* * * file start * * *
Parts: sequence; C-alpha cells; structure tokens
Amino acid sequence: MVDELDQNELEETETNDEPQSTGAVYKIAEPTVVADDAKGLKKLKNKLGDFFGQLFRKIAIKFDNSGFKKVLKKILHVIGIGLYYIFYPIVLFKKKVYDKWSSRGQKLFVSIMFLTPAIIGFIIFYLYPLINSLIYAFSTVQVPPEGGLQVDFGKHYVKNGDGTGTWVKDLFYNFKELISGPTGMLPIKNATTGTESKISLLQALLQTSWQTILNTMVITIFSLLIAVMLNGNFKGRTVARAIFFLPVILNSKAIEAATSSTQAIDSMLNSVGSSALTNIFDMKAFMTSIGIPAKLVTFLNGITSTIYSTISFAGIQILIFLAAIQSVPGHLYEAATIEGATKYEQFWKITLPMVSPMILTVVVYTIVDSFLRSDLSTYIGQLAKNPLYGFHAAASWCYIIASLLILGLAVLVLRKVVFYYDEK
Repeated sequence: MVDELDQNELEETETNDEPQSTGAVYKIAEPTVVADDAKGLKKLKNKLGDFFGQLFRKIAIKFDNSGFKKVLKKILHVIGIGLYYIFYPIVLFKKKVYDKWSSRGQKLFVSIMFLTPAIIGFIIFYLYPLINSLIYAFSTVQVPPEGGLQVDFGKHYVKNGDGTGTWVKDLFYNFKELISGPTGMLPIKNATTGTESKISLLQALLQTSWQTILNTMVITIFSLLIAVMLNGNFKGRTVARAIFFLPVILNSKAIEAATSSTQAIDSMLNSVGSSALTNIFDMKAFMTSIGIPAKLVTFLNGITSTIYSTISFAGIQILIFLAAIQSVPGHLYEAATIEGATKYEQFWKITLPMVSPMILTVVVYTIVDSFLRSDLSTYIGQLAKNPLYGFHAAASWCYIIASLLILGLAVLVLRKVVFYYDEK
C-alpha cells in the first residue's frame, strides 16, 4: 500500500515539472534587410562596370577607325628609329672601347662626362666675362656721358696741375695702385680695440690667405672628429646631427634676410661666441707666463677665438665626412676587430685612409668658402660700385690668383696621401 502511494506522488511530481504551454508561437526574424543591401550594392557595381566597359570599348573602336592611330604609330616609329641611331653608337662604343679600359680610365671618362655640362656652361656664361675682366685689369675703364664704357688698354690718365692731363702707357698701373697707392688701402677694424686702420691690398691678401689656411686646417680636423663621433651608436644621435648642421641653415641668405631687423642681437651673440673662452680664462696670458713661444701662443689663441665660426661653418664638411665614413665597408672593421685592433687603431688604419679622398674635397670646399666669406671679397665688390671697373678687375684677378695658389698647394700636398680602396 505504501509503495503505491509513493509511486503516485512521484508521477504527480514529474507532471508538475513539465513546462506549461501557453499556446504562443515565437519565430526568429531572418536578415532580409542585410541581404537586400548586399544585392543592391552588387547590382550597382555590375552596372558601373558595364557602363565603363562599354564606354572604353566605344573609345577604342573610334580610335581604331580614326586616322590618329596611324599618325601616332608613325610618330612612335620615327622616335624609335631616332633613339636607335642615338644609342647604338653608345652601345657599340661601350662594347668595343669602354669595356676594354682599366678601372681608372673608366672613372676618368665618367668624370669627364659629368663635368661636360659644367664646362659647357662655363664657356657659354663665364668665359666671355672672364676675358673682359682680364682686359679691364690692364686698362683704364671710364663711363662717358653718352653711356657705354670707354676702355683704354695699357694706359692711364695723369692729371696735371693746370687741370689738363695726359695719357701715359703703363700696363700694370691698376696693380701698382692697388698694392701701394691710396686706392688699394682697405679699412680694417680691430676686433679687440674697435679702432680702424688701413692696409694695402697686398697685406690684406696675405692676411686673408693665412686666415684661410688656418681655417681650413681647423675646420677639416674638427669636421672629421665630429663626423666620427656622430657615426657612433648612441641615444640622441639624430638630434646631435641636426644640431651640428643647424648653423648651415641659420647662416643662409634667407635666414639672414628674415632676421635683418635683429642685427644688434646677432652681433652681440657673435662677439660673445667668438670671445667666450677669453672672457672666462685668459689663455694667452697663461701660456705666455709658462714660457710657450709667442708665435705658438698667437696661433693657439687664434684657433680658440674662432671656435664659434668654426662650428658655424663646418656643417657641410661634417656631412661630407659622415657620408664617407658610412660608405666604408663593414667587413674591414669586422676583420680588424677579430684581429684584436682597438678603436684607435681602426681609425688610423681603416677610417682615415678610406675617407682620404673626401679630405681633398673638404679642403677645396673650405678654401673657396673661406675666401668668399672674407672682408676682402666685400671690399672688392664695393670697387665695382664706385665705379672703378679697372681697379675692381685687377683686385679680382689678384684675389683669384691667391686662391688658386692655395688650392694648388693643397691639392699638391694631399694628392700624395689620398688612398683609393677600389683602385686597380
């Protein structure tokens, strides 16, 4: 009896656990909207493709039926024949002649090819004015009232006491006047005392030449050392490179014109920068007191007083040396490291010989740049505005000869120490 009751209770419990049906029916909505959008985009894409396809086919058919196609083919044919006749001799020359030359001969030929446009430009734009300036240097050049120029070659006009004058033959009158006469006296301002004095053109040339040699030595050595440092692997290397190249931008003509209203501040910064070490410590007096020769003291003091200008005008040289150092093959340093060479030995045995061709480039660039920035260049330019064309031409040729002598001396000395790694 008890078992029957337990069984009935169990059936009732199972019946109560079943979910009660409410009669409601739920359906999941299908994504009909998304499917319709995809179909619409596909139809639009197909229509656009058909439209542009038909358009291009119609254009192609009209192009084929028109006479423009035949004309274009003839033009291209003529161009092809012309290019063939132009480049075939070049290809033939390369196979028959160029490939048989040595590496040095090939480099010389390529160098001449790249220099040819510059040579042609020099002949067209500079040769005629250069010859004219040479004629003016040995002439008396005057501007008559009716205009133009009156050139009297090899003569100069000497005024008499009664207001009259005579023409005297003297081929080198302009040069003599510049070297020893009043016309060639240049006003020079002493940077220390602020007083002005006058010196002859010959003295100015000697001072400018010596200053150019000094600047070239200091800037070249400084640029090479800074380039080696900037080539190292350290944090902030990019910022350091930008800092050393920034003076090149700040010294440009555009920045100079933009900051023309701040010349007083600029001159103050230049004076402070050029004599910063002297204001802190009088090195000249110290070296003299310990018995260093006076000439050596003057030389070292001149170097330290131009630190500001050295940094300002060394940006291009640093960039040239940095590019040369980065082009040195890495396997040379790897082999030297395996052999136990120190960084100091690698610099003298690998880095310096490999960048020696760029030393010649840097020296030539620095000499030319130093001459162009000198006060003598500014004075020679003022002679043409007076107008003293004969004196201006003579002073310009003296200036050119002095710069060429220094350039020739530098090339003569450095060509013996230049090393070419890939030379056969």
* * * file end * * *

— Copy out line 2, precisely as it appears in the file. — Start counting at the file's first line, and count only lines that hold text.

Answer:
Amino acid sequence: MVDELDQNELEETETNDEPQSTGAVYKIAEPTVVADDAKGLKKLKNKLGDFFGQLFRKIAIKFDNSGFKKVLKKILHVIGIGLYYIFYPIVLFKKKVYDKWSSRGQKLFVSIMFLTPAIIGFIIFYLYPLINSLIYAFSTVQVPPEGGLQVDFGKHYVKNGDGTGTWVKDLFYNFKELISGPTGMLPIKNATTGTESKISLLQALLQTSWQTILNTMVITIFSLLIAVMLNGNFKGRTVARAIFFLPVILNSKAIEAATSSTQAIDSMLNSVGSSALTNIFDMKAFMTSIGIPAKLVTFLNGITSTIYSTISFAGIQILIFLAAIQSVPGHLYEAATIEGATKYEQFWKITLPMVSPMILTVVVYTIVDSFLRSDLSTYIGQLAKNPLYGFHAAASWCYIIASLLILGLAVLVLRKVVFYYDEK